We each have one favorite show that we missed and we discovered we could catch up on them online at CBS.com. We would do this on the rare occasion we were in a campground with good enough Wifi to stream video or if we got to the end of our cell phone cycle and had enough data left. We also missed out on a lot of news. Jim missed his morning news, me not so much.

We got to South Carolina and realized that the signal available on the property we intended to spend the next 10 weeks on was nil. Jim started campaigning for a satellite receiver and I agreed. The initial equipment cost, around $700, was the biggest obstacle.

However, the $50 monthly package is very doable. My favorite feature of the RV plan is that we can suspend service any time we want and reinstate it when we choose. So if we end up in an RV park with free cable for a time or in a place can’t get any signal for a while we don’t have to pay for programming we aren’t using.

We talked to a Dish authorized dealer in SC and got all kinds of incorrect info, like that it was impossible to have a DVR in a camper. I called Dish and they were pretty useless as well. I finally asked “don’t you have people who specialize in RV satellite?” Only then did they tell me to call another number and I reached the helpful people at Dish For My RV. They had all the right answers, got the equipment shipped to us, and helped us get it set up.

Jim had researched all the options and knew he wanted the Wineguard Pathway X2 satellite. All you do is place it where it has a clear view of the southern sky and it does the rest. It spins around and locates the satellites.

When all goes well it only takes about 10 minutes to get it set up and our shows are programmed to start recording automatically. Of course, many campsites have too many obstacles to get a clear view. We occasionally have to resort to hauling the dish onto the roof for better reception. And we’ve been a couple places where the trees were just too thick or there was a big hill in the way and we had to go without satellite for a couple days. But we can still watch all the things we previously recorded on the Dish DVR.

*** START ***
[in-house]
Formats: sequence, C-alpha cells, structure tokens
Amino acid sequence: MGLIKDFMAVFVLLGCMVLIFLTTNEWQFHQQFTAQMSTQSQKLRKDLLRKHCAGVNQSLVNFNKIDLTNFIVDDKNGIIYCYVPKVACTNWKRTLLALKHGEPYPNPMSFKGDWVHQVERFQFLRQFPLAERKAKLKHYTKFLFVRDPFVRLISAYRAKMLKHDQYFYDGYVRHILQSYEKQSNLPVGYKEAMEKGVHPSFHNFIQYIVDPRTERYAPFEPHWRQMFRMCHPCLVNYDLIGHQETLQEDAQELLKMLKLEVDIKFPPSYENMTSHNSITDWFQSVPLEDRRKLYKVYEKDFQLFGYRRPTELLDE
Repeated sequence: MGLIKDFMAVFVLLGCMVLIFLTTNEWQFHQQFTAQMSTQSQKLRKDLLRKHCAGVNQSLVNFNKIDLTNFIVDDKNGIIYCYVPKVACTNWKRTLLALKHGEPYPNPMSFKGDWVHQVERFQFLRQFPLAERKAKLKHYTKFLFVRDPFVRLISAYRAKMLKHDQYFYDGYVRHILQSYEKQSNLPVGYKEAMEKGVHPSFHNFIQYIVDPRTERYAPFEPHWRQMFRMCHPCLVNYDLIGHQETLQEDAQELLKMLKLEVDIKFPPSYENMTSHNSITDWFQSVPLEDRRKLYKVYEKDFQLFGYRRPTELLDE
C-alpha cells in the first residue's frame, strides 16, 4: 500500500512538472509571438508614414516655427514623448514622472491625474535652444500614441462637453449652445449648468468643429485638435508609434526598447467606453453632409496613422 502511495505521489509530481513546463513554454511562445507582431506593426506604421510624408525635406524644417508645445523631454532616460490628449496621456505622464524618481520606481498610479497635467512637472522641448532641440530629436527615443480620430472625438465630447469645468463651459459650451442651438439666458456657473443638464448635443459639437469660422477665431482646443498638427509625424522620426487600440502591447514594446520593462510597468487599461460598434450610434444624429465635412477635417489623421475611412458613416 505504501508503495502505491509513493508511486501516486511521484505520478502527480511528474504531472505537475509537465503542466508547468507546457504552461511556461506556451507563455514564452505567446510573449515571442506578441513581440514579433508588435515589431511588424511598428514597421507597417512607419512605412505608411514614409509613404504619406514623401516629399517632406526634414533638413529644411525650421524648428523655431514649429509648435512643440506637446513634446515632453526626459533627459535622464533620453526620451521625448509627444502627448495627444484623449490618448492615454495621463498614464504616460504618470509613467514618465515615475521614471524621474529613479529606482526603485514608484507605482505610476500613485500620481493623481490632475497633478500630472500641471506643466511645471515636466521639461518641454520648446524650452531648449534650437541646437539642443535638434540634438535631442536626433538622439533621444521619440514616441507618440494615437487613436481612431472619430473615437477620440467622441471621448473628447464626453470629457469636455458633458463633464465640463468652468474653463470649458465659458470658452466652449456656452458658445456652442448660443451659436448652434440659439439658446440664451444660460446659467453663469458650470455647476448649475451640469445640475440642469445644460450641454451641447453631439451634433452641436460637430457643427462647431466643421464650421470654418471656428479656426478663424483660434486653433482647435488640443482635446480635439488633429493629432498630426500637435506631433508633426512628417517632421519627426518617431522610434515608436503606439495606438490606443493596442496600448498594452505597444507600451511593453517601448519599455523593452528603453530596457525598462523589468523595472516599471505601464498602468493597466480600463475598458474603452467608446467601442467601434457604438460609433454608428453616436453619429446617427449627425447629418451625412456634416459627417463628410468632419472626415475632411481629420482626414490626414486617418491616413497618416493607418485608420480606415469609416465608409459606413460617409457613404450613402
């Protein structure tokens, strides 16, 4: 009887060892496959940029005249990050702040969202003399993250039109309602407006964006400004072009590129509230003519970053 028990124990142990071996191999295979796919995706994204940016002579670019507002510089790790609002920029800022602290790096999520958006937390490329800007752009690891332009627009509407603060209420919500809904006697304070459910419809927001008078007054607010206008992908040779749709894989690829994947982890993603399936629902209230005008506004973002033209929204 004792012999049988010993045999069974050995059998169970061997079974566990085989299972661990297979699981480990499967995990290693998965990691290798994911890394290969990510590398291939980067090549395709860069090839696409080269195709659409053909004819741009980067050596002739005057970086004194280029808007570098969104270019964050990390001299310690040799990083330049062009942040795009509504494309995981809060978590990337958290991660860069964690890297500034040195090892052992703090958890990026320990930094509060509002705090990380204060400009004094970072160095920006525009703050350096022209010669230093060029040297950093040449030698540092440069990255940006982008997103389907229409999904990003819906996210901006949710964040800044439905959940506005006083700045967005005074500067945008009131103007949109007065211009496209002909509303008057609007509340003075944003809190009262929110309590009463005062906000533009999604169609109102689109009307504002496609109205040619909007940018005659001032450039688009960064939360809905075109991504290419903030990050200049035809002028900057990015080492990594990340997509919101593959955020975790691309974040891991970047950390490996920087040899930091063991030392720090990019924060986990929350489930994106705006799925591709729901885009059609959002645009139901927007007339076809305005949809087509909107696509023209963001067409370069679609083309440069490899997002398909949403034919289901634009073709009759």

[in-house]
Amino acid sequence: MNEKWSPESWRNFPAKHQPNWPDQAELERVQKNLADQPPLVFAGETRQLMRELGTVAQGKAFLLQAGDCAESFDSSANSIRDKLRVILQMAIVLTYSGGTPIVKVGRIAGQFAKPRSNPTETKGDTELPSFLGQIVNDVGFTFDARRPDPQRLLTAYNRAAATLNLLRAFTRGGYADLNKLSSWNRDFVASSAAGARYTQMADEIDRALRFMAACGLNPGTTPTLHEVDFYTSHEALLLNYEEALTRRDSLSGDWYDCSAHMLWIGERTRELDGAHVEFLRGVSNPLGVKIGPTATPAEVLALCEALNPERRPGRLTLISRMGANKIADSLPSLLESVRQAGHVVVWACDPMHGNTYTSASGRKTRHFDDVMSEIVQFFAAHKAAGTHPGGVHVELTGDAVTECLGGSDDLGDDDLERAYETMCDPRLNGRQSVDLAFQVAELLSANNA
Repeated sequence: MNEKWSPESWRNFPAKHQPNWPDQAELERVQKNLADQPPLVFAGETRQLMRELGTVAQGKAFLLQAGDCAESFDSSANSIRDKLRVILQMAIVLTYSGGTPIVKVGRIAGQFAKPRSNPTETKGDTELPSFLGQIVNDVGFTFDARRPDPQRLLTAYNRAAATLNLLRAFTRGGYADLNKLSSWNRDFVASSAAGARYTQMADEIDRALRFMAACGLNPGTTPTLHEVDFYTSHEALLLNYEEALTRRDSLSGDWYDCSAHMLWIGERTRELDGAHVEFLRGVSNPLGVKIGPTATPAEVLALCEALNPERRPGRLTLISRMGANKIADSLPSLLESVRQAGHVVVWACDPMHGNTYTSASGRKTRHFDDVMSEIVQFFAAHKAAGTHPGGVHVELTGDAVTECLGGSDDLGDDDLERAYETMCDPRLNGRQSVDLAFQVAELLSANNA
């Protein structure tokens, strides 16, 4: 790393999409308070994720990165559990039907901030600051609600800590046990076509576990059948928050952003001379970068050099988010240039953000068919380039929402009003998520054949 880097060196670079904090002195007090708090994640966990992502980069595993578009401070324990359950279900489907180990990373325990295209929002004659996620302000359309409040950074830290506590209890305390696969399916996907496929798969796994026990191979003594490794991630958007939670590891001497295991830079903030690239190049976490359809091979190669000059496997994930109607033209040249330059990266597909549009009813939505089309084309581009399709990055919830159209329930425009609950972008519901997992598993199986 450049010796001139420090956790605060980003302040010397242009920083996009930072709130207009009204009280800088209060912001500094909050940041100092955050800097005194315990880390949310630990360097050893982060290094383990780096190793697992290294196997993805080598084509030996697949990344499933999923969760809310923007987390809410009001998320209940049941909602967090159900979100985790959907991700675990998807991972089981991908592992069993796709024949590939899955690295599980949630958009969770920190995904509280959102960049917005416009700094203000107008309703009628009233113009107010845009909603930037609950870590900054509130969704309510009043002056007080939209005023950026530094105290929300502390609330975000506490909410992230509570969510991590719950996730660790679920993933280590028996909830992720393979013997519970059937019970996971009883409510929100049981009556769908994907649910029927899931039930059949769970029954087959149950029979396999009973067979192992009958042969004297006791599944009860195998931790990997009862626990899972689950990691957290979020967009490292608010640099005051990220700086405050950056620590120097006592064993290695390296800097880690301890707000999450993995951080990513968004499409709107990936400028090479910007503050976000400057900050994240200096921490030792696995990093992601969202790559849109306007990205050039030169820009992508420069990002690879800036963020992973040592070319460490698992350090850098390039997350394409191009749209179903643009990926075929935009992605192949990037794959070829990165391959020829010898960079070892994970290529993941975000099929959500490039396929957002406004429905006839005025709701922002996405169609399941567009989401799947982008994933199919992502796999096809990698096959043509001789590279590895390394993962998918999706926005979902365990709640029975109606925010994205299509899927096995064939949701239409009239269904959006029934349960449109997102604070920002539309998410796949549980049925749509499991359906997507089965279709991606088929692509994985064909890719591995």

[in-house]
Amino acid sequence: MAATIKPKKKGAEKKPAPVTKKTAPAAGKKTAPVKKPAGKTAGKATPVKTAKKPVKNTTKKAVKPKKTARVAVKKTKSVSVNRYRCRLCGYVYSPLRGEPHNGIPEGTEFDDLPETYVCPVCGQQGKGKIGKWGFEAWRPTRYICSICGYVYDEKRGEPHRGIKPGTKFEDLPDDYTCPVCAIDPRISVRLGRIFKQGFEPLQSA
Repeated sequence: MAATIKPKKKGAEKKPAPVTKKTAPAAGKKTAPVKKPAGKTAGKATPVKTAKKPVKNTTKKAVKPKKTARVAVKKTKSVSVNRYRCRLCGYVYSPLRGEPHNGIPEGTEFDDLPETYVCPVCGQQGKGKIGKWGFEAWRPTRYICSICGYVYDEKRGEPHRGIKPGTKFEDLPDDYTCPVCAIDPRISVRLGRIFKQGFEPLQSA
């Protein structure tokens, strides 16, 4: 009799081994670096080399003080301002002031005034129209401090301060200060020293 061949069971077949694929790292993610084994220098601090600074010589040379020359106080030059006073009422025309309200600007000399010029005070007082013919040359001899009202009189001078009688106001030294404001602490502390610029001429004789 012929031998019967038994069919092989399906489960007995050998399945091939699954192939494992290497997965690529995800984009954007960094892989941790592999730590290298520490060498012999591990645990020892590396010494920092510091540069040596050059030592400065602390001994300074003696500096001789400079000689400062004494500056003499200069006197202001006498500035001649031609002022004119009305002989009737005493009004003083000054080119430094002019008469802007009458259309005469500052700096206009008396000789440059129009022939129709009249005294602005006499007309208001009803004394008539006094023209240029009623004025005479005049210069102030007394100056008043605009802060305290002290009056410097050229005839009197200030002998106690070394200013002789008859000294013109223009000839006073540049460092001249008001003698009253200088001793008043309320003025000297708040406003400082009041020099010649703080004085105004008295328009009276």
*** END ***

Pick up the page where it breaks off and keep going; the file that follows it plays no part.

We were worried such an expensive piece of equipment just sitting outside our trailer might grow legs. So we added a little security. Jim uses a 30 foot cable and a padlock to attach it to some part of the trailer or a tree. It makes it a little more difficult for it to disappear. I actually don’t mind when we haul it up to the roof because I feel like it is really unlikely to be stolen from there.

Jim made one other major upgrade to our TV watching experience. He bought a small projector. The Vivitek Qumi Q5 projector with 500 lumen. He considered buying it at Best Buy for $500 but found a refurbished one on Amazon for $250.

He got a 35 x 62 inch piece of screen material from Amazon for $25. We attached it with Velcro to a piece of 1″ PVC and hung it over the window directly across from our reclining loveseat. When the TV is off it blends in nicely. No one has noticed the projector hanging from the ceiling or the screen covering the window unless we pointed it out to them.

An unexpected bonus of this setup is that it makes using the Xbox more enjoyable and we have started using it again mostly for my workouts. We have had the new equipment for 3 months now and are extremely satisfied with both the projector and the satellite service. I don’t think we will run out of entertainment no matter how remote we get.